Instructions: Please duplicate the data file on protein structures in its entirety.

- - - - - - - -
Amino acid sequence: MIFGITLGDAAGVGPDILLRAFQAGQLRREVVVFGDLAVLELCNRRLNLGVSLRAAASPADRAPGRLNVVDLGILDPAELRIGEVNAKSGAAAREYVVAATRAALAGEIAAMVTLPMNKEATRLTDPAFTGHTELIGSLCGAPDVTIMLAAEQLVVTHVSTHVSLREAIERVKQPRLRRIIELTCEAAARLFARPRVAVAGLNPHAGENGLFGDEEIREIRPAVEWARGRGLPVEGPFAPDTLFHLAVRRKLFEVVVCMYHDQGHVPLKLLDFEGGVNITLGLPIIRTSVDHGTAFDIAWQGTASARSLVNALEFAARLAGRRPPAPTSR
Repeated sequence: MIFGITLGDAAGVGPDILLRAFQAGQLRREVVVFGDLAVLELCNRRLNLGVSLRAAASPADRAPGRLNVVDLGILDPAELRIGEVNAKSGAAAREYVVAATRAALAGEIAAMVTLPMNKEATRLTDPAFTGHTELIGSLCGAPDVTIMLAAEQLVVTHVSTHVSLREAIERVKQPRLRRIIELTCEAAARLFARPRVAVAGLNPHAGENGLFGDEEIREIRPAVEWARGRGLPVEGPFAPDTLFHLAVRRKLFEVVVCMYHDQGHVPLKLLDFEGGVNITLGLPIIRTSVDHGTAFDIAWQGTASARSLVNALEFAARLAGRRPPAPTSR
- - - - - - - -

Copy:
Amino acid sequence: MIFGITLGDAAGVGPDILLRAFQAGQLRREVVVFGDLAVLELCNRRLNLGVSLRAAASPADRAPGRLNVVDLGILDPAELRIGEVNAKSGAAAREYVVAATRAALAGEIAAMVTLPMNKEATRLTDPAFTGHTELIGSLCGAPDVTIMLAAEQLVVTHVSTHVSLREAIERVKQPRLRRIIELTCEAAARLFARPRVAVAGLNPHAGENGLFGDEEIREIRPAVEWARGRGLPVEGPFAPDTLFHLAVRRKLFEVVVCMYHDQGHVPLKLLDFEGGVNITLGLPIIRTSVDHGTAFDIAWQGTASARSLVNALEFAARLAGRRPPAPTSR
Repeated sequence: MIFGITLGDAAGVGPDILLRAFQAGQLRREVVVFGDLAVLELCNRRLNLGVSLRAAASPADRAPGRLNVVDLGILDPAELRIGEVNAKSGAAAREYVVAATRAALAGEIAAMVTLPMNKEATRLTDPAFTGHTELIGSLCGAPDVTIMLAAEQLVVTHVSTHVSLREAIERVKQPRLRRIIELTCEAAARLFARPRVAVAGLNPHAGENGLFGDEEIREIRPAVEWARGRGLPVEGPFAPDTLFHLAVRRKLFEVVVCMYHDQGHVPLKLLDFEGGVNITLGLPIIRTSVDHGTAFDIAWQGTASARSLVNALEFAARLAGRRPPAPTSR